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August 18, 2005

DC LSIC Clinic: Orientation Notes, Day 1

I started orientation for the DC Law Students In Court clinic (criminal division) yesterday. Here are some of the things I learned:

  1. D.C. Superior court sees about 12,000 misdemeanor cases each year.
  2. The DSLIC clinic handles about 100 of those cases.
  3. U.S. Attorneys rotate in and out of the misdemeanor docket so often times the prosecutor in your case will know less about misdemeanor law than you do. It's also not uncommon to get a case dismissed for failure to prosecute.
  4. “You have to have a very negative outlook when you're doing this job—and be happy about it! Assume the worst, but hope for the best.”
  5. “C-10” is the arraignment court. Someone should write a book called “C-10.”
  6. “Supervised release” is the new public relations move of federal courts that D.C. has adopted to make people think we don't offer parole anymore. Supervised release is parole.
  7. When you first meet your client in C-10, focus on getting him/her out of jail. It is never better for your client to stay in jail. “If you want to torpedo your attorney/client relationship on the first day you meet your client in jail, try telling him 'I think it's best for you to stay in here for now.'”
  8. “Get used to the fact that judges are going to yell at you. It's expected. It's required. You get extra credit for that.” Sometimes judges yell at you because they're bored and the want to entertain themselves.
  9. Everything we're telling you about the law has this court culture component—what judges do, how the prosecutor works. “It's a human experience; it depends upon the people.”
  10. Be nice to everyone in the bureaucracy!

Posted August 18, 2005 08:16 AM | 3L lists

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Sounds like it should be a lot of fun! Good luck!

Btw, as to #7, I'm not sure what the statutes are down there, but sometimes it is better for the inmate to remain incarcerated, especially if he's being held on bond for another charge. That way he gets pre-sentence credit on all dockets.

Posted by: Gideon at August 18, 2005 09:41 AM

Sounds like fun!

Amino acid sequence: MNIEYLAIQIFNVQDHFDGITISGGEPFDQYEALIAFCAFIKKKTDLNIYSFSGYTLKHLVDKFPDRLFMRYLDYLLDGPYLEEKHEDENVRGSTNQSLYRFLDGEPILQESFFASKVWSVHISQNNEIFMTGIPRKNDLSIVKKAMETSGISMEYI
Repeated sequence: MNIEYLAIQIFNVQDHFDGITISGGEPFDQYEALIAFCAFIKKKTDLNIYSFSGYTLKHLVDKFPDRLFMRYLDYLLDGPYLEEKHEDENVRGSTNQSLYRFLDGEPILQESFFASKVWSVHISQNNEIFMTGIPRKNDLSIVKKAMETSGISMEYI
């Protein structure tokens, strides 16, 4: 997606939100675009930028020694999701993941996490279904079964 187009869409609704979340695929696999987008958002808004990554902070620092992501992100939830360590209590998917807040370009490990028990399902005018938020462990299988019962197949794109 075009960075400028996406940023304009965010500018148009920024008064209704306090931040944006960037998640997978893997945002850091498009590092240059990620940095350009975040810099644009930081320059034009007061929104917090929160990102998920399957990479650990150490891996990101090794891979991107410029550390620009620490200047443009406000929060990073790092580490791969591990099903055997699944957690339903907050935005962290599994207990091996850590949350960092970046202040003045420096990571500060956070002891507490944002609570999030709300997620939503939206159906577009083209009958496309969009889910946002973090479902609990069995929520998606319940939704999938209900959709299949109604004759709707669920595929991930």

It's the same in Immigration Court - yelling judges, fast dockets . . . only the govt lawyers know their shit.

Posted by: Avoiding Billable Hours at August 18, 2005 02:55 PM

Why does that list sound so fun? Maybe that's when you know you might be in the right pofession; when you start looking forward to judges yelling at you and maybe getting to yell back (in a respectful manner).

Posted by: Reckless Murder at August 18, 2005 07:28 PM

It *is* fun -- and priceless. I can't imagine trying to go into practice w/out some training like this to prepare first. I'll pick up my first cases next week...

Gideon: Yes, that's true here, too. Definitely something to keep in mind, but it's probably still true that you don't want to tell your clients it's best for them to stay in jail. Instead, I imagine you could just say, "You're gonna be held b/c of these other charges so the best thing we can do is ask for the same conditions you got on that charge so you'll get double-credit for any time you spend here." Or something like that...

I'm not necessarily looking forward to being yelled at by a judge, but I know it will happen and I'm not feeling worried about it.

Posted by: ambimb at August 19, 2005 07:44 AM

# “You have to have a very negative outlook when you're doing this job—and be happy about it! Assume the worst, but hope for the best.”

That is so Ago's philosophy of life.

Posted by: Melissa at August 20, 2005 11:38 PM

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